Tuesday, June 12
7:00 pm – 9:30 pm
Verso’s Brooklyn Loft
20 Jay Street, Ste 1010
We are delighted to invite you for a film screening and an evening discussion of Habib Ayeb’s “Couscous: Seeds of Dignity”. This award-winning documentary focuses on the political, social, economic and ecological conditions of cereal cultivation and couscous production in Tunisia and examines the centrality of the food/agrarian question to the Tunisian struggle for individual and collective human dignity as well as questions of independence and sovereignty. These issues are more relevant than ever as mobilization continues across the country and Tunisians demand an alternative to the (neo)liberal, imperial-backed order that has historically produced structural inequality, marginalization, and dependency.
The film will be followed by a discussion with the film’s director, Habib Ayeb. Panelists will engage the film and discuss the intersections with their own political commitments and struggles against imperialism, (neo)colonialism, and racial capitalism as well as explore ways to strengthen transnational solidarity around food sovereignty, food justice, land, labor and other justice struggles.
“Couscous: Seeds of Dignity”: Almost self-sufficient in grains until the beginning of the 20th century, Tunisia now imports more than half of its food needs as dependency increases from one year to the next. Habib Ayeb’s documentary focuses on the conditions of cereal and couscous production and demonstrates how the food question is in fact at the heart of human dignity and food sovereignty. 2017. 60 minutes.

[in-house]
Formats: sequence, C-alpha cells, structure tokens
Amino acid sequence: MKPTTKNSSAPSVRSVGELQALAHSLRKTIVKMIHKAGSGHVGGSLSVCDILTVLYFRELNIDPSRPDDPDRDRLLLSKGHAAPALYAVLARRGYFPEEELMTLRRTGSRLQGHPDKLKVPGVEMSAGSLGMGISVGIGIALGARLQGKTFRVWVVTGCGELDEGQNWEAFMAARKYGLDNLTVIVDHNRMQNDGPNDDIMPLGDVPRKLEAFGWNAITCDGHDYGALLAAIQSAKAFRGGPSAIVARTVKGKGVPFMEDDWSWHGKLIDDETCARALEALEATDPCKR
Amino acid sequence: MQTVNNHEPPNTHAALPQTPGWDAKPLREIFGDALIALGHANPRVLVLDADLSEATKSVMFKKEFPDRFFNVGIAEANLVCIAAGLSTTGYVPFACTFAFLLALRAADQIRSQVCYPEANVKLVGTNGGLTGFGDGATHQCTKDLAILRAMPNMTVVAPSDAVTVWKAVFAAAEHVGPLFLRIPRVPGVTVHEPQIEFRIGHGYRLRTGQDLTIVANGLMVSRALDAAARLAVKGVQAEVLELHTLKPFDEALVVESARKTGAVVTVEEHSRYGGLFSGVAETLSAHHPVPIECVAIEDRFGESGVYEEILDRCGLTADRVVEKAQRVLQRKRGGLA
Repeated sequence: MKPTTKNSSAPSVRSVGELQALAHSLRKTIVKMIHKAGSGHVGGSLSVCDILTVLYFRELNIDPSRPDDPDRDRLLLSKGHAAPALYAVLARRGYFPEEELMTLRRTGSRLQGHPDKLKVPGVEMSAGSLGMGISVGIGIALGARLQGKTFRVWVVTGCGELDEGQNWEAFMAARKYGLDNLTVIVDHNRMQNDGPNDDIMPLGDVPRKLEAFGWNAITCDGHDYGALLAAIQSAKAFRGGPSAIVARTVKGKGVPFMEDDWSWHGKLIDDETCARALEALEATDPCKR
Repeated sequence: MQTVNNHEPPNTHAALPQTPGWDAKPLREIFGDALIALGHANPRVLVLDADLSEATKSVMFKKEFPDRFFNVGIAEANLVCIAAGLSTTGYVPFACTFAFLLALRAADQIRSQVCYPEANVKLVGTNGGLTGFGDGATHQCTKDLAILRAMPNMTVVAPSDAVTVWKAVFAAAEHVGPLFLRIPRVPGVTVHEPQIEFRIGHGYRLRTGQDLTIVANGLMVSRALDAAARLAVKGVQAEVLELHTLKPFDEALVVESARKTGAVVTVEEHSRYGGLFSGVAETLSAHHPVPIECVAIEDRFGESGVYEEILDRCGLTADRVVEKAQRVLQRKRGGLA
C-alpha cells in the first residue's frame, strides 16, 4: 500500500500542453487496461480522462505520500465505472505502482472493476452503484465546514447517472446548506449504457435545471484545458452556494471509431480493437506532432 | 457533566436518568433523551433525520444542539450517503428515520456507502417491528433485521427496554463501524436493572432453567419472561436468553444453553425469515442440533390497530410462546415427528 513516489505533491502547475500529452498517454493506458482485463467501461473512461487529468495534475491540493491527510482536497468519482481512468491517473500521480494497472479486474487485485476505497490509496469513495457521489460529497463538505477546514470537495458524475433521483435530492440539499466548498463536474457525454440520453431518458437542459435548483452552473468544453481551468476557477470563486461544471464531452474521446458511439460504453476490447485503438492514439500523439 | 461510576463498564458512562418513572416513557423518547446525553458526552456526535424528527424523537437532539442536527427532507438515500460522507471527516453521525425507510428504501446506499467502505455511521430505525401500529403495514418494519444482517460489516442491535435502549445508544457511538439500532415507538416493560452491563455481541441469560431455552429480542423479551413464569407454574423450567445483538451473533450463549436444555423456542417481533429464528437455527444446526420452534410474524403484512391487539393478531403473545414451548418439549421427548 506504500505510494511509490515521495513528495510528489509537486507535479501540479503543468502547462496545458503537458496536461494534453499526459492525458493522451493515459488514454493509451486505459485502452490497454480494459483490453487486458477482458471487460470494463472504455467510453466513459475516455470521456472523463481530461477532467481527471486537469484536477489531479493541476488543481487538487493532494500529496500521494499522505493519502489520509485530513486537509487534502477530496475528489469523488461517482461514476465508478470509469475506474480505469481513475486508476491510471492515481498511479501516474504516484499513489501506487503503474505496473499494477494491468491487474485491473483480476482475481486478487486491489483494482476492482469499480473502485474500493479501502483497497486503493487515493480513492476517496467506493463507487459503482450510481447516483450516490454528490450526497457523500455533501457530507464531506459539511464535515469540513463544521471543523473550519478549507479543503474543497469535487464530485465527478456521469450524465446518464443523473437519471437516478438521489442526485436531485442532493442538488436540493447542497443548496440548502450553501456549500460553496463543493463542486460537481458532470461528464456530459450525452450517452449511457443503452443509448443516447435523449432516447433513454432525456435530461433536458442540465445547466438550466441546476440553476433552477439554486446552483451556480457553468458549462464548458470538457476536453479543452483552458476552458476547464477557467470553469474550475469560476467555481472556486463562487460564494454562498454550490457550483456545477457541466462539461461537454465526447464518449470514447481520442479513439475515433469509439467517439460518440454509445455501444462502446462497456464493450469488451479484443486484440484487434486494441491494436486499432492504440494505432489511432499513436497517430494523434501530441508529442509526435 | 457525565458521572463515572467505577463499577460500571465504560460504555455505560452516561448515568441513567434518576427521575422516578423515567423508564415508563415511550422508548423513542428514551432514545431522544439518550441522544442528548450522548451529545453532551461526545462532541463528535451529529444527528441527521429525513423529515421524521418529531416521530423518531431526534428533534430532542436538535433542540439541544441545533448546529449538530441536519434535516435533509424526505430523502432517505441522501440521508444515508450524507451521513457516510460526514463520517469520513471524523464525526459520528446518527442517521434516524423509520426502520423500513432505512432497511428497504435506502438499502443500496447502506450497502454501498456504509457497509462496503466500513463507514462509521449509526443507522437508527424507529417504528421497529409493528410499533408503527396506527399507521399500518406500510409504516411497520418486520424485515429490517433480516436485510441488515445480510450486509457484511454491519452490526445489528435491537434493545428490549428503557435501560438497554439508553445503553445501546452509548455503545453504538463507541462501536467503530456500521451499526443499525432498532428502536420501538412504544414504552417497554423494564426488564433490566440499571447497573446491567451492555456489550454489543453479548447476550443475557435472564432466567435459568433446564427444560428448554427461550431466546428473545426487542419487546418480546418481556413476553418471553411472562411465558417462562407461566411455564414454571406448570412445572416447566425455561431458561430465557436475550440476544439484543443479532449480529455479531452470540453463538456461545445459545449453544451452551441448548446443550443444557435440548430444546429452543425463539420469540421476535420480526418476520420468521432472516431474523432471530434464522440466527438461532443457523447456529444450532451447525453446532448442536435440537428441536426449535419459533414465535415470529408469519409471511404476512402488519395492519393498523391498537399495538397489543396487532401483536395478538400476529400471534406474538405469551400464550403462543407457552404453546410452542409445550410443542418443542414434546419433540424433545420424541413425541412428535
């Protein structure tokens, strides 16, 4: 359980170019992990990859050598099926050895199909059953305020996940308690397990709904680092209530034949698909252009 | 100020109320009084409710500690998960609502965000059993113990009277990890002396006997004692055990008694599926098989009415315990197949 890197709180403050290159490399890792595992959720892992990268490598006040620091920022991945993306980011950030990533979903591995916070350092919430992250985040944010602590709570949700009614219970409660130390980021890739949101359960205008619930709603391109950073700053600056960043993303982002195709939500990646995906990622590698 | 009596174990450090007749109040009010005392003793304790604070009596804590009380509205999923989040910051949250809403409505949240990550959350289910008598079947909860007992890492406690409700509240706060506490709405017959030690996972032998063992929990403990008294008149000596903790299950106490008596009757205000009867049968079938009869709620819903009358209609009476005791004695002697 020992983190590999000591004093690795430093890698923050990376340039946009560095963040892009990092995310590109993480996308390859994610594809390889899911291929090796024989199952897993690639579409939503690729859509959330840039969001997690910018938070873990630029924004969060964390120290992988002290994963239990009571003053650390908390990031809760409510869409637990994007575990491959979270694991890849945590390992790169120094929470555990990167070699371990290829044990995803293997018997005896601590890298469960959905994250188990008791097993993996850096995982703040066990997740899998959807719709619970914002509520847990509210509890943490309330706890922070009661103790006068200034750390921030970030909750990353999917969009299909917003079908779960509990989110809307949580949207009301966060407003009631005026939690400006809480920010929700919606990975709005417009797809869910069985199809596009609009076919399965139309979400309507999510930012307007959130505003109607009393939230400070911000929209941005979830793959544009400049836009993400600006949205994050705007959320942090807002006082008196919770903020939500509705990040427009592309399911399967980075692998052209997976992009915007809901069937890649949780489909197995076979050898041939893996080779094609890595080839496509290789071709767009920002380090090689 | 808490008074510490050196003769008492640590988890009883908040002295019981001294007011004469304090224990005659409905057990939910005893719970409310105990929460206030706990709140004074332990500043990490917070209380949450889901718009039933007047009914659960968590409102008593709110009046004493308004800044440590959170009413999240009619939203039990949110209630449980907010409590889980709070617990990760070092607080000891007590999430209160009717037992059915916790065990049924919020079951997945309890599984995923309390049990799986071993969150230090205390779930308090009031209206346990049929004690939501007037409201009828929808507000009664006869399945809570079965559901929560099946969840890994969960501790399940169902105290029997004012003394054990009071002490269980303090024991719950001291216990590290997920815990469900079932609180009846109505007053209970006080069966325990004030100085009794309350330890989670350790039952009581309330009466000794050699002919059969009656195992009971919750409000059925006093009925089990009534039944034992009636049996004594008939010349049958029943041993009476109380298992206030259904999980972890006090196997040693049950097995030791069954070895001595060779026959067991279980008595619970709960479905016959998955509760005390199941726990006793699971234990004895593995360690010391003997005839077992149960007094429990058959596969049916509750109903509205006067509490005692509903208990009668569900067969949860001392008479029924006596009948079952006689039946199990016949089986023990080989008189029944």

Habib Ayeb: born in Tunisia, Habib is a social geographer, activist and filmmaker. He is also a researcher and Associate Professor at the University of Paris 8 in Saint Denis (France). His domains of research are: competition over resources in rural and agricultural areas; poverty and marginalization dynamics and processes; and food sovereignty. He also made other documentaries such as “Gabes Labess” in 2014.
Suzanne Adely is the regional organizer for the Food Chain Workers Alliance, a coalition of worker-based organizations throughout the U.S. Food Chain. Suzanne is a long time Arab-American community organizer, with a background in law and global labor and human rights advocacy. She has worked in New York, Chicago, India and the MENA region. Active in the National Lawyer Guild, Al-Awda-NY, and the US Palestine Community Network.
Mabrouka M’Barek was an elected member of the Tunisian Constituent Assembly which drafted the new constitution. She is a member of the Global Working Group Beyond Development, a group, hosted by the Rosa Luxemburg Foundation, which brings together activists and academics from all over the world to address the necessity to end the social and ecological destruction for the sustainability of life in all its dimensions.. The Group’s first book – Alternatives in a World of Crises – portrays alternative-building process of decolonization, anti-capitalism, anti-racist, depatriarchalization and ending the predatory relation with Nature, from Nigeria, Venezuela, Ecuador, India, Spain and Greece. Mabrouka has just completed her first monograph contextualizing the Arab uprisings from a decolonial, radical feminist and anti-capitalist perspective.